The sound of British 60s pop - and Bowie before he really became Bowie

Paradise - The Sound Of Ivor Raymonde - Various Artists (Bella Union)

Ivor Raymonde.

Ivor Raymonde.

YOU MAY not know the name Ivor Raymonde, but if you know Dusty Springfield's 'I Only Want To Be With You' or The Walker Brothers' 'Make It Easy On Yourself', you have heard his work.

Ivor Raymonde was a key figure in 1960s British pop, co-writing, producing, or providing the orchestral arrangements for many of that era's best loved hits. He is also the father of Cocteau Twins bassist, and founder of independent label Bella Union, Simon Raymond. Now the son pays tribute to his later father (Ivor passed away in 1990 ), with Bella Union releasing this 26 track collection that spans all areas of his father's work.

There are the classics - Dusty's exuberant, evergreen, 'I Only Want To Be With You', which Raymonde co-wrote; Billy Fury's wonderful, melodramatic 'Halfway To Paradise', with orchestra conducted by Raymonde; and two from The Walker Brothers - 'Make It Easy On Yourself' and 'My Ship Is Coming In'. This is before Scott fell under the spell of Jacques Brel, but in Raymonde's orchestral arrangement (the former ) and production (the latter ), there are hints of what is to come.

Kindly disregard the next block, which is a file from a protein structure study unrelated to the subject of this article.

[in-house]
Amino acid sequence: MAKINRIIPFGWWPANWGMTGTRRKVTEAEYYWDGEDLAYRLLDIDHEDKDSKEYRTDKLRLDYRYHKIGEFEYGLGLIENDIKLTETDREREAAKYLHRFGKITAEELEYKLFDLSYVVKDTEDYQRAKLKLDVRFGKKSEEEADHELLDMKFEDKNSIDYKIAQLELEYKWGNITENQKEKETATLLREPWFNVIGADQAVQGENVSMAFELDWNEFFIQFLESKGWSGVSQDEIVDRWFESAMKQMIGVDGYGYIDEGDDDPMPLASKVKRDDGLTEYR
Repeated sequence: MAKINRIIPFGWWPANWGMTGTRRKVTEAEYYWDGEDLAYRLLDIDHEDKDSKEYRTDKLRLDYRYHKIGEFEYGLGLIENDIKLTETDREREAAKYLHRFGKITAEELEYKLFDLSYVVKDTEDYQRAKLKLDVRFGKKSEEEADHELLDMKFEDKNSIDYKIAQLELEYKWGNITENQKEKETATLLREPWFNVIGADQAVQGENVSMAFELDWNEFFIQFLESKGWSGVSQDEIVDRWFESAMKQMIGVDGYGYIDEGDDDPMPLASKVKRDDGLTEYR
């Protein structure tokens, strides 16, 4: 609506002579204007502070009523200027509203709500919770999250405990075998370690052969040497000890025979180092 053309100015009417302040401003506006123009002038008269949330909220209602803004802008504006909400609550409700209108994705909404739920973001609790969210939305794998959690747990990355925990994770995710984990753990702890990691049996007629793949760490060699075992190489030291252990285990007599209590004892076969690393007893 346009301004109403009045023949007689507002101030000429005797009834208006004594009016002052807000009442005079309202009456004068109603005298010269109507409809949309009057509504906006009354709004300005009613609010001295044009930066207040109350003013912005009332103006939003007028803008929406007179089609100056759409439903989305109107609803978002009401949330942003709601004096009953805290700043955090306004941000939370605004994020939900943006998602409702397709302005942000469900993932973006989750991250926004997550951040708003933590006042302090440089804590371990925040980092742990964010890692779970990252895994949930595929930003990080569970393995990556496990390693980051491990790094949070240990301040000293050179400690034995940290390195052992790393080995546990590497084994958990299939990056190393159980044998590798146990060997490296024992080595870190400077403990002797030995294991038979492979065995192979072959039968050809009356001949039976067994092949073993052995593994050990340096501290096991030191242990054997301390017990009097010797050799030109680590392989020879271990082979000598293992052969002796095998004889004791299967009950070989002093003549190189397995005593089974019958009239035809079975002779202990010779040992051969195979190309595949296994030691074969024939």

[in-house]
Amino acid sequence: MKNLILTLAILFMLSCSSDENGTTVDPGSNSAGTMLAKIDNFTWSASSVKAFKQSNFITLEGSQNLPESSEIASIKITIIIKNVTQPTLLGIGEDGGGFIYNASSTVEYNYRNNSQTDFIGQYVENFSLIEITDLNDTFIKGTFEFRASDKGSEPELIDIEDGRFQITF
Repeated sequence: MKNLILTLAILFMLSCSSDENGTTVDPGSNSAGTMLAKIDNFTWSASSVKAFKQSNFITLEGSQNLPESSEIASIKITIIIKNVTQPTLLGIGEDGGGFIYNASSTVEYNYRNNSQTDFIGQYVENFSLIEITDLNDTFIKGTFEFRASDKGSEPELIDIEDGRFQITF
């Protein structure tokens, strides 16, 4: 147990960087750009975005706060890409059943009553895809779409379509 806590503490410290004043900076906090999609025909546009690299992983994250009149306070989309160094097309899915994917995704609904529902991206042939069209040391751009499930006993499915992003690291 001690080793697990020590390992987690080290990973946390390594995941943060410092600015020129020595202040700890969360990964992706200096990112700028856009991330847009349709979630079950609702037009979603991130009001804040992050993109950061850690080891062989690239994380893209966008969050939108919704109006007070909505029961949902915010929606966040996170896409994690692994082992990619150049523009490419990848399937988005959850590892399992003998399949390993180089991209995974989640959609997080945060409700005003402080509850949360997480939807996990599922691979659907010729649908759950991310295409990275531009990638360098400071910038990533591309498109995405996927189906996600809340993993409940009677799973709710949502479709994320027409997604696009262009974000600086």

Paradise also boasts a number of fascinating oddities - Tom Jones 'Little Lonely One' from when the Welshman had still to hit his stride; David Bowie's delightfully camp 'Love You 'Til Tuesday', when his horizons extended no farther than being a light entertainer (you can imagine Bowie giving a big wink, all jazz hands, and going 'Ta dah!' at the end ) - Low and "Heroes" this is not. By contrast there is a stinging, garage rock, proto-psychedelic take on '(I'm Not Your ) Stepping Stone', by The Flies.

Paradise - The Sound Of Ivor Raymonde is a delightful trip into both a golden age of British pop, from a man who oversaw and helped create many of its great songs.



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